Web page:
One of them was with Fidelity that he set up when he was still working that was offered a 401 that he had then. Later on when I retired, I put some funds. I've worked in a dental office for a number of years in dentistry, so I didn't have a huge amount because I didn't sometimes work part-time for a while, so I transferred that to invest some. I did fare for a while, but this last thing really took a bad hit, the funds that I have. I was thinking about something different, but it's hard to move all that and lose some more money when you move it. So I just wanted some advice. I had quite a bit in my savings that had built up, and I kept putting up. I needed to do something to get a little more interest with that. I didn't want to put it in investments per se, so I put it in a fixed annuity. I'm not sure if that's good or not.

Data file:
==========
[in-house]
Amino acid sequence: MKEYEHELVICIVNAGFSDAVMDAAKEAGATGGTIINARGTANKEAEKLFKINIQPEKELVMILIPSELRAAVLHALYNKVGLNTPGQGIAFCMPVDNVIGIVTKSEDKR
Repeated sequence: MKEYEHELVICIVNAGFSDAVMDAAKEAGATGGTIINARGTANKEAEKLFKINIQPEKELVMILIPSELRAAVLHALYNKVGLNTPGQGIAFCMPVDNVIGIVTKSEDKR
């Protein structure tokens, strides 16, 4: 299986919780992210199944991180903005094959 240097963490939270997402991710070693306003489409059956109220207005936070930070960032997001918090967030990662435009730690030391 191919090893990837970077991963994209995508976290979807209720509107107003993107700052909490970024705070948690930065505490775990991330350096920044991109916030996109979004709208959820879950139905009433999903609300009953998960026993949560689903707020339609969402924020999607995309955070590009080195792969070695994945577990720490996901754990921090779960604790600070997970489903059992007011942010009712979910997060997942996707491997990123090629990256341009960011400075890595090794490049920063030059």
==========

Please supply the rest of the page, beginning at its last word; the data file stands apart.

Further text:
I've heard you talk some about those, but I don't need the money, so I just wanted it where I'd get some more interest. Yeah. Do you know how much that fixed annuity is paying, Sandra?
I think it's 5.3, and that's for seven years. Okay, great. Yeah, I'd be completely fine with that, and you've got the safety on it.
Yes, the safety. If I were to pass away, I'm 82. I'm in pretty good health at that age. We never know when the Lord calls us to.
That's for sure. It will go in full to my family, or if I get sick and have to go into a nursing home or a facility for care, we can get the full amount if needed. A couple of questions, Sandra. How much do you have in liquid savings outside of the annuity? I have about $22,000 at this point. What are your monthly expenses, roughly?